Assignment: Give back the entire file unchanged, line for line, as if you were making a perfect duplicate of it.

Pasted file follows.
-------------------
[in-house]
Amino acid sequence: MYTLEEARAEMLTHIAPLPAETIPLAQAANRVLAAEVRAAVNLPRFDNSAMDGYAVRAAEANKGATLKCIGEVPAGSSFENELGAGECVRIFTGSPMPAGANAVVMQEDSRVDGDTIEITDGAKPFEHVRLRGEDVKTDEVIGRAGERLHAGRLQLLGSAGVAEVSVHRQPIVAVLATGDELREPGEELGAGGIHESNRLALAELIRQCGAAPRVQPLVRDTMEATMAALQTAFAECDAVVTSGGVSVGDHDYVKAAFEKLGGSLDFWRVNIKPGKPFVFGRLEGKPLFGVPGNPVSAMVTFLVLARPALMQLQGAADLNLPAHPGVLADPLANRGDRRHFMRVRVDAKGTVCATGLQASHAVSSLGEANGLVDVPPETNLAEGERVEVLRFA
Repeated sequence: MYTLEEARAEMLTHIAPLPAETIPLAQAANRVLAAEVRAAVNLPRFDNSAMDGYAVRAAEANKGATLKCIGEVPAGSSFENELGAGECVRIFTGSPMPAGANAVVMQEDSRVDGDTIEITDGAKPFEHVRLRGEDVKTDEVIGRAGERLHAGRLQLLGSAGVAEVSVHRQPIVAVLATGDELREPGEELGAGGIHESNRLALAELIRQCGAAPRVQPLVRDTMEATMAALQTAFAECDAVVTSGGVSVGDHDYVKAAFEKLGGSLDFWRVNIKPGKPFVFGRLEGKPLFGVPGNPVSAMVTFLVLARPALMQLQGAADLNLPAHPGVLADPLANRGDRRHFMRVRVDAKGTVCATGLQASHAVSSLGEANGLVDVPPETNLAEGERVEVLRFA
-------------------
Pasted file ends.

[in-house]
Amino acid sequence: MYTLEEARAEMLTHIAPLPAETIPLAQAANRVLAAEVRAAVNLPRFDNSAMDGYAVRAAEANKGATLKCIGEVPAGSSFENELGAGECVRIFTGSPMPAGANAVVMQEDSRVDGDTIEITDGAKPFEHVRLRGEDVKTDEVIGRAGERLHAGRLQLLGSAGVAEVSVHRQPIVAVLATGDELREPGEELGAGGIHESNRLALAELIRQCGAAPRVQPLVRDTMEATMAALQTAFAECDAVVTSGGVSVGDHDYVKAAFEKLGGSLDFWRVNIKPGKPFVFGRLEGKPLFGVPGNPVSAMVTFLVLARPALMQLQGAADLNLPAHPGVLADPLANRGDRRHFMRVRVDAKGTVCATGLQASHAVSSLGEANGLVDVPPETNLAEGERVEVLRFA
Repeated sequence: MYTLEEARAEMLTHIAPLPAETIPLAQAANRVLAAEVRAAVNLPRFDNSAMDGYAVRAAEANKGATLKCIGEVPAGSSFENELGAGECVRIFTGSPMPAGANAVVMQEDSRVDGDTIEITDGAKPFEHVRLRGEDVKTDEVIGRAGERLHAGRLQLLGSAGVAEVSVHRQPIVAVLATGDELREPGEELGAGGIHESNRLALAELIRQCGAAPRVQPLVRDTMEATMAALQTAFAECDAVVTSGGVSVGDHDYVKAAFEKLGGSLDFWRVNIKPGKPFVFGRLEGKPLFGVPGNPVSAMVTFLVLARPALMQLQGAADLNLPAHPGVLADPLANRGDRRHFMRVRVDAKGTVCATGLQASHAVSSLGEANGLVDVPPETNLAEGERVEVLRFA